These circumstances, along with Chiellini's flexibility, have helped to edge the likes of Bonucci and Cagliari's Davide Astori and even Inter's struggling Andrea Ranocchia back into contention.

Daniele De Rossi
Andrea Pirlo
Claudio Marchisio Juventus
Riccardo Montolivo Fiorentina
Thiago Motta Paris Saint-Germain
Antonio Nocerino Milan
Alberto Aquilani Milan
Luca Cigarini
Andrea Cossu Cagliari
Gaetano D'Agostino Siena
Emanuele Giaccherini Juventus
Cristian Ledesma Lazio
Stefano Mauri Lazio
Marco Parolo Cesena
Andrea Poli Inter
Ezequiel Schelotto Atalanta

Wednesday's performance - or non-performance - against the USA has brought with it new questions about the validity of Prandelli's favored 4-3-1-2 formation both in terms of the players he has at his disposal and in the international game generally.

While the second point could be discussed at some length with no resolution, the worry over Italy's striking options could well bring about a restructured Azzurri starting lineup between now and the Euro 2012 final.

The Nazionale certainly have a solid stock across midfield should the coach plump for a 4-2-3-1 or pseudo 4-3-3 with attacking wingers, but what there isn't a lot of is variety.

It has been exactly this issue which has seen trials for both Thiago Motta and, most notably and regularly, Riccardo Montolivo, fail miserably. It is also this lack of diversity which means there may well be a number of selection headaches for Prandelli without any of them being particularly helpful quandaries.

Andrea Pirlo is, naturally, a definite, with Daniele De Rossi likely to go to the finals no matter what his quarrels with club boss Luis Enrique. But beyond that, there is much to be decided. Claudio Marchisio has become a regular starter, but his early-season sheen has worn off for Juventus of late, and his part in the only goal in Genoa on Wednesday will not have been overlooked.

That runs parallel with Antonio Nocerino's fantastic form for Milan in the same left-sided position to leave two going into one. However, Alberto Aquilani's recent injury concerns mean that he will most likely be the one to come back and restate his claim before Prandelli seriously considers the prospect of leaving either Marchisio or Nocerino behind.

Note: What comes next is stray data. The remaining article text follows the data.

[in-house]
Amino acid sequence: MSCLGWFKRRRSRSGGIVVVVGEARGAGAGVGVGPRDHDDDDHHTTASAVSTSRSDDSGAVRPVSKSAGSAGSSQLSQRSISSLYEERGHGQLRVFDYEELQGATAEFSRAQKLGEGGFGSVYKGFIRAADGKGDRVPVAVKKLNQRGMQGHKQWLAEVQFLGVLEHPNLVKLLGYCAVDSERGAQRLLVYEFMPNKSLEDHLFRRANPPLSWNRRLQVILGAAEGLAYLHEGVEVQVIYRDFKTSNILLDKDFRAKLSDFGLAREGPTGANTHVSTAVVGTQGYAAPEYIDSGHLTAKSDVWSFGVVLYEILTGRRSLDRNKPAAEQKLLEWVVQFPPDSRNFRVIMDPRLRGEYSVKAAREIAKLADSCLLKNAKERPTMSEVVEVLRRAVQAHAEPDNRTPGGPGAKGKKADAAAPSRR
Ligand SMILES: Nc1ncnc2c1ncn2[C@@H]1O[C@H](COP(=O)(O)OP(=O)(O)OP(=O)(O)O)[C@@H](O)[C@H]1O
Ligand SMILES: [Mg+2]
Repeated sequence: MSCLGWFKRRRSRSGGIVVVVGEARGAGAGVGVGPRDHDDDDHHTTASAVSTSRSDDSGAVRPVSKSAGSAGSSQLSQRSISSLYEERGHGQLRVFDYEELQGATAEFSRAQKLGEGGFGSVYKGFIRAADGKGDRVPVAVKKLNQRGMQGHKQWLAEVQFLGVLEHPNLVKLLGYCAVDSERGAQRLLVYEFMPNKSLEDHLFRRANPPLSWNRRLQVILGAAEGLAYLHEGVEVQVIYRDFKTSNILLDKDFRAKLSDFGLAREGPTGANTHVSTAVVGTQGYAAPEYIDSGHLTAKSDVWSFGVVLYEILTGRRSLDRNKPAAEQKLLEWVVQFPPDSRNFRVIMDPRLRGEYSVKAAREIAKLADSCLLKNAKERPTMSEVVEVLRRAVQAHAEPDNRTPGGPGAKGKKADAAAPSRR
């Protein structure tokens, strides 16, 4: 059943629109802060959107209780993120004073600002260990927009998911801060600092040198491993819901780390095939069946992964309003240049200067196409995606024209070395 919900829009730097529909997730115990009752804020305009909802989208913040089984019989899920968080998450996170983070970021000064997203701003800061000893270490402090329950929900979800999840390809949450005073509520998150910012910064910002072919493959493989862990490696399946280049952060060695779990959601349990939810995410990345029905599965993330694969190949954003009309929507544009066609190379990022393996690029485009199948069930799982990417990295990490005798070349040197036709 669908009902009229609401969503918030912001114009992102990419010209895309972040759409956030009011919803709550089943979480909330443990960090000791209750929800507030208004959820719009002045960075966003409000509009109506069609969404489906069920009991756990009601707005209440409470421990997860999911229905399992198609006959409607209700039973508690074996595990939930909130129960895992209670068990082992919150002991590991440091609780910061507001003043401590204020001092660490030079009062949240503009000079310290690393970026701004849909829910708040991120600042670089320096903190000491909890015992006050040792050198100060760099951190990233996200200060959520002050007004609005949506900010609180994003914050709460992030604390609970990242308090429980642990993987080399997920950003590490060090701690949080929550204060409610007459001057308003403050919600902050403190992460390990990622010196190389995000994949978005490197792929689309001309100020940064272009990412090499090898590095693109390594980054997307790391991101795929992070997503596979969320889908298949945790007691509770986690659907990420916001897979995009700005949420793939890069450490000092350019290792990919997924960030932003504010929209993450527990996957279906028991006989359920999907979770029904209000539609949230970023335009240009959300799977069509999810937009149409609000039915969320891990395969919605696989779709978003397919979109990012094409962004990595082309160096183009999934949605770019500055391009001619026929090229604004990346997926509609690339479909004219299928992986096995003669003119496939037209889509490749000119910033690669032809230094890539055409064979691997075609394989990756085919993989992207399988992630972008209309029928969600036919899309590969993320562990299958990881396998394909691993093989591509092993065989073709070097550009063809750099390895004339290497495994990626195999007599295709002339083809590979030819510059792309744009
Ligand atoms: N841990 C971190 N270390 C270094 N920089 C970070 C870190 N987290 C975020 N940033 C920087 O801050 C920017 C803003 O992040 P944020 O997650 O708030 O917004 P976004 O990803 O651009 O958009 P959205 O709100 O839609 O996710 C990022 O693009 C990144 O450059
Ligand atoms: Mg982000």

While there are plenty of talented alternatives, both left-footed and right that have been overlooked until now, Thiago Motta and Montolivo remain favorites of the commissario tecnico and would have to hit a drastic dip in form to jeopardize their positions in the squad.

Stefano Mauri and Ezequiel Schelotto could be considered wildcards should the coach decide more width is necessary among his midfield ranks, while Emanuele Giaccherini's versatility suggests he may yet receive a late call.

Mario Balotelli
Manchester City
Sebastian Giovinco
Fabio Borini
Marco Borriello Juventus
Antonio Cassano Milan
Antonio Di Natale Udinese
Stephan El Shaarawy Milan
Alberto Gilardino Genoa
Alessandro Matri Juventus
Pablo Daniel Osvaldo Roma
Giampaolo Pazzini Inter
Simone Pepe Juventus
Fabio Quagliarella Juventus
Giuseppe Rossi

The only thing that has changed about the Azzurri's outlook in the forwards in the past four months is that the turnaround period is now shorter, with Prandelli still stuck for ideas when it comes to his best mix up front.

Mario Balotelli continues to fascinate and infuriate in equal measure, while there is still no sign of returns for either Giuseppe Rossi or Antonio Cassano. And despite a constant goal supply from Antonio Di Natale for Udinese, his recall to the national side is seemingly as far away as ever.

Wednesday in Genoa brought no good news for Prandelli either, as much as he claimed it gave him positives to draw on. Alessandro Matri remains an unconvincing novice, while Sebastian Giovinco's endeavor will probably see him on the plane, although one can't help but wonder whether he'd be having to bust more of a gut right now if Cassano was fit.

In terms of target men, the coach has searched far and wide, particularly since Rossi's injury, but remains at a loss for answers. Pablo Osvaldo appeared well placed to force his name into the reckoning before his petulance landed him in trouble just after returning from a lengthy injury spell. Giampaolo Pazzini, meanwhile, continues to be something of an international enigma, and has also not been helped
by his abysmal run at club level.

Of the other contenders, Fabio Borini got a well-earned call up this week, and responded with a positive showing when introduced as a second-half substitute. Alberto Gilardino has promised to use his switch to Genoa to give Prandelli - his former club boss, no less - food for thought, but Marco Borriello will need to win over the Juventus fans before he has any plans to win an Italy recall.

Simone Pepe hasn't been on the scene of late, but his great work ethic could be deemed useful should a change of shape be considered, while Stephan El Shaarawy's rise to prominence at Milan may need to accelerate still further in order to force his way into Prandelli's late plans.